5 May 2006 Imaging sensor systems for air to ground surveillance
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Automated aerial surveillance and detection of hostile ground events, and the tracking of the perpetrators have become of critical importance in the prevention and control of insurgent uprisings and the global war on terror. Yet a basic understanding of the limitations of sensor system coverage as a function of aerial platform position and attitude is often unavailable to program managers and system administrators. In an effort to better understand this problem we present some of the design tradeoffs for two applications: 1) a 360° viewing focal-plane array sensor system modeled for low altitude aerostat applications, and 2) a fixed diameter area of constant surveillance modeled for high altitude fixed wing aircraft applications. Ground coverage requirement tradeoffs include the number of sensors, sensor footprint geometry, footprint coverage variability as a function of platform position and attitude, and ground surface modeling. Event location specification includes latitude, longitude, altitude for the pixel centroid and corners, and line-of-sight centroid range.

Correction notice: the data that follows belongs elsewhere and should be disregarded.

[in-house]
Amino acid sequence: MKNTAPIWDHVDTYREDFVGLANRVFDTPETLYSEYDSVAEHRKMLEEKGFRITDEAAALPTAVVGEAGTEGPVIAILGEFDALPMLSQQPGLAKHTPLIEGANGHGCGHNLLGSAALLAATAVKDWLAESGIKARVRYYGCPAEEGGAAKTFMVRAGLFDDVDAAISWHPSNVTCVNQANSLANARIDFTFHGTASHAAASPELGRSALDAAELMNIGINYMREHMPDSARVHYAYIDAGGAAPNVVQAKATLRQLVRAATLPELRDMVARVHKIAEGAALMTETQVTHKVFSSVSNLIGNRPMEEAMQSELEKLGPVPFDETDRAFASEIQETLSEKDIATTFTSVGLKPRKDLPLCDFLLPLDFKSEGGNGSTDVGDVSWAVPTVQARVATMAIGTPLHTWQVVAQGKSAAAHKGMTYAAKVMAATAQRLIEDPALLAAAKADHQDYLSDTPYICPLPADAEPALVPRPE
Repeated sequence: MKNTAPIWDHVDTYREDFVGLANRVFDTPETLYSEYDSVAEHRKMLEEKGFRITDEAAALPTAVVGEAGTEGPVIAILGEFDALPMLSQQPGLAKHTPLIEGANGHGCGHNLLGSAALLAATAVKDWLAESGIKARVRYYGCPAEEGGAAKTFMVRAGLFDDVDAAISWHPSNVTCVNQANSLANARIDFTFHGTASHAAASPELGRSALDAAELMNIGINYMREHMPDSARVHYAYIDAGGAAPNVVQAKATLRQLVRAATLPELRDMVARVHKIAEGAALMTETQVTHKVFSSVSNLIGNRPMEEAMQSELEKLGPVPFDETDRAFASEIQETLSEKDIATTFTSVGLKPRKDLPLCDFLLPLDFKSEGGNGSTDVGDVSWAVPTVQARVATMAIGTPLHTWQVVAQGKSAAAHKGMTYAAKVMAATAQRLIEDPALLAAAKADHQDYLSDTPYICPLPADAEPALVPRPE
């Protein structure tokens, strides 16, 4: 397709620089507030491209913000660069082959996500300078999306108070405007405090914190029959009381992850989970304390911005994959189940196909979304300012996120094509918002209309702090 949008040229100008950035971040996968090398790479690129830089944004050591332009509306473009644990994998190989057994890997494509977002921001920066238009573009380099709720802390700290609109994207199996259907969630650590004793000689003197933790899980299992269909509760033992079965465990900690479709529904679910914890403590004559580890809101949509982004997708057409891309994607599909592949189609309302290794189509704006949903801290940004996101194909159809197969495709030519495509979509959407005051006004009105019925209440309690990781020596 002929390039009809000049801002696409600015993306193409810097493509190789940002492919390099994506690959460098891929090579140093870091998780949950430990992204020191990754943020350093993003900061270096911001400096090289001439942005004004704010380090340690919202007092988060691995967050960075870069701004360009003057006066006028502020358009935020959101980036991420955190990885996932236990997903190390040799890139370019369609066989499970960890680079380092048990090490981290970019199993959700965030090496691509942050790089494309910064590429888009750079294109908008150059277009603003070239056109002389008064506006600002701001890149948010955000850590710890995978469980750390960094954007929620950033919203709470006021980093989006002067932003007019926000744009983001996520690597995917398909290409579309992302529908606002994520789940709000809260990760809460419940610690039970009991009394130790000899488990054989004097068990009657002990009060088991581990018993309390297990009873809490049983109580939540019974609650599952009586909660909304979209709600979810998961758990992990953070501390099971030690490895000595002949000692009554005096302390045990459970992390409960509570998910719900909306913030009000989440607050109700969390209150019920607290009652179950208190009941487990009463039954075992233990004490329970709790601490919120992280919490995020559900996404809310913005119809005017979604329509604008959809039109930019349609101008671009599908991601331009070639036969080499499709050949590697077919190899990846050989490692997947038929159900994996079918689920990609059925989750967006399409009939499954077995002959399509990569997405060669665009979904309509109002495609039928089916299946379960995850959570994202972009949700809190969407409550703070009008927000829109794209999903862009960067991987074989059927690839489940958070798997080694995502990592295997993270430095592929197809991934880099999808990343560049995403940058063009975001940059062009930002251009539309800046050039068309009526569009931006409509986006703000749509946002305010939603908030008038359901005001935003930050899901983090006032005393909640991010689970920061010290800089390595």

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Bruce A. Weber, Bruce A. Weber, Joseph A. Penn, Joseph A. Penn, } "Imaging sensor systems for air to ground surveillance", Proc. SPIE 6209, Airborne Intelligence, Surveillance, Reconnaissance (ISR) Systems and Applications III, 62090K (5 May 2006); doi: 10.1117/12.673122; https://doi.org/10.1117/12.673122

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